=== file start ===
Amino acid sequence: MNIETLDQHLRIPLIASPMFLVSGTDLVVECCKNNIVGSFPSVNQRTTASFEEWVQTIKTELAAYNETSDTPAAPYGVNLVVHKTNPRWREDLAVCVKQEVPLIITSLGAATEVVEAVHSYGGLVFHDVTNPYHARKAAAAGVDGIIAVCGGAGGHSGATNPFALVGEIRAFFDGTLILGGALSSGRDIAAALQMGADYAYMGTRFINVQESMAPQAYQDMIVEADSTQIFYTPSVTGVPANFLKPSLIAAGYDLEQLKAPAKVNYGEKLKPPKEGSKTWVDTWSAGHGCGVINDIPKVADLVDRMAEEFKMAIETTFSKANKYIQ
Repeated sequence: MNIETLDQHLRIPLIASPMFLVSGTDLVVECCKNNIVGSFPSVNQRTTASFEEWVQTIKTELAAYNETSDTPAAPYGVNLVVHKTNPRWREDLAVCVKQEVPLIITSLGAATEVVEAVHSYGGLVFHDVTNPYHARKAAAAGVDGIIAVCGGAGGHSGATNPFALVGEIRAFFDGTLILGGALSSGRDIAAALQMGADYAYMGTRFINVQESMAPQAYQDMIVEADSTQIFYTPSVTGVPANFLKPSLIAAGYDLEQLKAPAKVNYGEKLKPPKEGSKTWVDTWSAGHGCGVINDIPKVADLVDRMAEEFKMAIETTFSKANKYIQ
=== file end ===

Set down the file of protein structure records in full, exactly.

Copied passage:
Amino acid sequence: MNIETLDQHLRIPLIASPMFLVSGTDLVVECCKNNIVGSFPSVNQRTTASFEEWVQTIKTELAAYNETSDTPAAPYGVNLVVHKTNPRWREDLAVCVKQEVPLIITSLGAATEVVEAVHSYGGLVFHDVTNPYHARKAAAAGVDGIIAVCGGAGGHSGATNPFALVGEIRAFFDGTLILGGALSSGRDIAAALQMGADYAYMGTRFINVQESMAPQAYQDMIVEADSTQIFYTPSVTGVPANFLKPSLIAAGYDLEQLKAPAKVNYGEKLKPPKEGSKTWVDTWSAGHGCGVINDIPKVADLVDRMAEEFKMAIETTFSKANKYIQ
Repeated sequence: MNIETLDQHLRIPLIASPMFLVSGTDLVVECCKNNIVGSFPSVNQRTTASFEEWVQTIKTELAAYNETSDTPAAPYGVNLVVHKTNPRWREDLAVCVKQEVPLIITSLGAATEVVEAVHSYGGLVFHDVTNPYHARKAAAAGVDGIIAVCGGAGGHSGATNPFALVGEIRAFFDGTLILGGALSSGRDIAAALQMGADYAYMGTRFINVQESMAPQAYQDMIVEADSTQIFYTPSVTGVPANFLKPSLIAAGYDLEQLKAPAKVNYGEKLKPPKEGSKTWVDTWSAGHGCGVINDIPKVADLVDRMAEEFKMAIETTFSKANKYIQ